Last week four Antonov-12 flights flew in 56 tonnes of supplies, and on Monday 12 June, a freighter crossed the Timor Sea from Darwin, loaded with 150 tonnes of supplies, flown in earlier from UNHCR's regional Middle East stockpiles in Jordan to the northern Australian city. There are now shelter supplies on the ground for some 17,000 people.

Working closely with partners on the ground, UNHCR's emergency team is already improving living conditions at the crowded, unsanitary makeshift camps around the capital Dili, and starting to establish planned camps.

Security is still a major concern for the displaced, traumatised by the house burning, looting and violence. UNHCR urgently needs US$4.8 million for its Timor-Leste emergency operation.

Emergency in Timor-Leste pt.3: UNHCR's Air and Sea Relief Delivery Operation

Emergency in Timor-Leste pt.1: Recent Violence

June 2006

Recent violence in Timor-Leste has displaced about 100,000 people, with 65,000 sheltering in 40 squalid encampments in the capital, Dili, and a further 35,000 taking refuge in the countryside. A UNHCR assessment team visited the makeshift camps in Dili end May and reported the most critical humanitarian needs, aside from security, were food, clean water and shelter.

In a phased response to the crisis and as part of a joint UN effort, UNHCR deployed an emergency team to reinforce staff on the ground and is now airlifting in urgently needed supplies for some 30,000 displaced. The first flight, which arrived in Dili on June 5, brought 14 tonnes of lightweight family tents, plastic sheets and jerry cans from UNHCR stockpiles in Jordan.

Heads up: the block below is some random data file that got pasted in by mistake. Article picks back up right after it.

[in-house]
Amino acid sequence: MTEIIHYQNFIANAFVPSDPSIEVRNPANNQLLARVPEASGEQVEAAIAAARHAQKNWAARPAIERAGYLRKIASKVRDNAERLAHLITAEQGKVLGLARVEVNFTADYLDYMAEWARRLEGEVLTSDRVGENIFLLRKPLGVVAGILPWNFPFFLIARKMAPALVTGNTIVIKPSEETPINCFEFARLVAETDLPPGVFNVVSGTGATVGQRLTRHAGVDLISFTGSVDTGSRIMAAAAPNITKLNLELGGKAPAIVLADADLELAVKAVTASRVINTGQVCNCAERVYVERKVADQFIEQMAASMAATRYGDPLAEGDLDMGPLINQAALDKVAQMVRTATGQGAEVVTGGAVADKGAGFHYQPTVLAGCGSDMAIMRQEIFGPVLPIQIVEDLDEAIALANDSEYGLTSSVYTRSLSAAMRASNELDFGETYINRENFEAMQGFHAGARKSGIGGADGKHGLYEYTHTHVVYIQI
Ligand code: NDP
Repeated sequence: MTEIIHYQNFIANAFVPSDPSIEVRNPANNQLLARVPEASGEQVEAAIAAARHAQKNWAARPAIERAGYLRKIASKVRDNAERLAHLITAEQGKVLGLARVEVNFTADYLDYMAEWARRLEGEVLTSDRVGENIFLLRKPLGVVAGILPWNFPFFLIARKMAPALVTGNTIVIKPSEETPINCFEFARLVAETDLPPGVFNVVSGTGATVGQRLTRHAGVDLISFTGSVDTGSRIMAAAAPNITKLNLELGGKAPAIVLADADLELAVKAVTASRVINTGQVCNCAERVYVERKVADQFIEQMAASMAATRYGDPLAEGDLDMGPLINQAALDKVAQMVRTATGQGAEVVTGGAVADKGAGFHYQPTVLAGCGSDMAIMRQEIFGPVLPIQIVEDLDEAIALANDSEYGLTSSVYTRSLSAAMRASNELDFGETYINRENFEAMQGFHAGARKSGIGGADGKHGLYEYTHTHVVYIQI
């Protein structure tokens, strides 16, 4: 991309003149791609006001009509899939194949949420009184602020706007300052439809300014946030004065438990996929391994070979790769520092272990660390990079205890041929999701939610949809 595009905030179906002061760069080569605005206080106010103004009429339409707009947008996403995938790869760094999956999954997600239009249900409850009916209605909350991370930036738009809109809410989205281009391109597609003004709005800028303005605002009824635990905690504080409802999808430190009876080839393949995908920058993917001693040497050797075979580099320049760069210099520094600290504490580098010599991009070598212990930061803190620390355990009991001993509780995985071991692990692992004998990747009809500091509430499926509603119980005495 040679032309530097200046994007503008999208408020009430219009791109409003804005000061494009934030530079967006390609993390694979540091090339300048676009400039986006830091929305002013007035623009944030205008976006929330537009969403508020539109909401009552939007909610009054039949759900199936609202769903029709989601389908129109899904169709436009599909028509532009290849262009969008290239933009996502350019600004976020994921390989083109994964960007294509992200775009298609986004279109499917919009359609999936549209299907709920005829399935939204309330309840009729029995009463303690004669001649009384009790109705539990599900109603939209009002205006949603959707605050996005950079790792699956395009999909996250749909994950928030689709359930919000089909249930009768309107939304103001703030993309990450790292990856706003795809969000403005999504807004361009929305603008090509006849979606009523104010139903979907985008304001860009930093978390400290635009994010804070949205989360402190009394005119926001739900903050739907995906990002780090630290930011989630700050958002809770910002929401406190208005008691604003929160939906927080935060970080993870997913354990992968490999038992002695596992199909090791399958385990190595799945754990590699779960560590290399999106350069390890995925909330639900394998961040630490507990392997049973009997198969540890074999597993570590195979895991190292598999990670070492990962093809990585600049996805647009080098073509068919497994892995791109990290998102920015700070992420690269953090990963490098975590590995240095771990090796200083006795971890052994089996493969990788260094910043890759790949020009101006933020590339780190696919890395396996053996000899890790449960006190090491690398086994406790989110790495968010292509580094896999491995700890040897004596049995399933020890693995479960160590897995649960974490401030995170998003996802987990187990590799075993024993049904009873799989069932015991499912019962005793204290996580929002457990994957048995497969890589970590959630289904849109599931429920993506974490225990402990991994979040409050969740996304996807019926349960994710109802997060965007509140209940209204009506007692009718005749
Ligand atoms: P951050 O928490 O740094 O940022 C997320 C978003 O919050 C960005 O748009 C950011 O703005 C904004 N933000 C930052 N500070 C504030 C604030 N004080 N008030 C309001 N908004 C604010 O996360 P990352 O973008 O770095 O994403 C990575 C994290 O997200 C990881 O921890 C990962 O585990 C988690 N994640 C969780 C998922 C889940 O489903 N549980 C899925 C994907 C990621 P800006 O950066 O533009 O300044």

UNHCR and its partners will use these items to establish new, planned camps for the displaced, where they can live in better conditions and assistance will be easier to deliver, until the security situation improves and they can return to their homes.

Emergency in Timor-Leste pt.1: Recent Violence

Emergency in Timor-Leste pt.5: The Emergency Operation Reaches Out

In mid-June UNHCR extended its emergency relief operation in Timor-Leste to include tens of thousands of people who fled violence in the capital Dili for districts in the countryside. An estimated 79,000 displaced people are in outlying districts with some 72,000 displaced in Dili.

The UN refugee agency has delivered shelter materials and emergency supplies to easterners and westerners in Hera village, 25 kilometres to the east of Dili. Most of the inhabitants of Hera are westerners and have fled their homes and taken to the hills. A smaller group of easterners have moved to the safety of a fenced naval compound, where they have been joined by easterners who fled Dili. UNHCR has also delivered shelter materials to Metinaro, 40 minutes outside of Dili, as well as to Auturo Island.

Despite sporadic violence, UNHCR continues to help the displaced who say they are still too scared to return to their homes and will wait in temporary shelters until the crisis ends.

Emergency in Timor-Leste pt.5: The Emergency Operation Reaches Out

Emergency in Timor-Leste pt.2: UNHCR Airlift Underway

A Boeing 747 bearing fresh aid for victims of the recent unrest in Timor-Leste landed in the northern Australian city of Darwin on 7 June. Because the plane is too large to land at Dili airport, aid is being ferried by land and air from Darwin. A second B-747 loaded with emergency supplies arrived the following day.

In total, 400 tonnes of supplies from our regional Middle Eastern stockpiles are expected to be sent to Timor-Leste. Supplies include lightweight family tents, plastic sheeting, jerry cans, blankets and kitchen sets.

Emergency in Timor-Leste pt.2: UNHCR Airlift Underway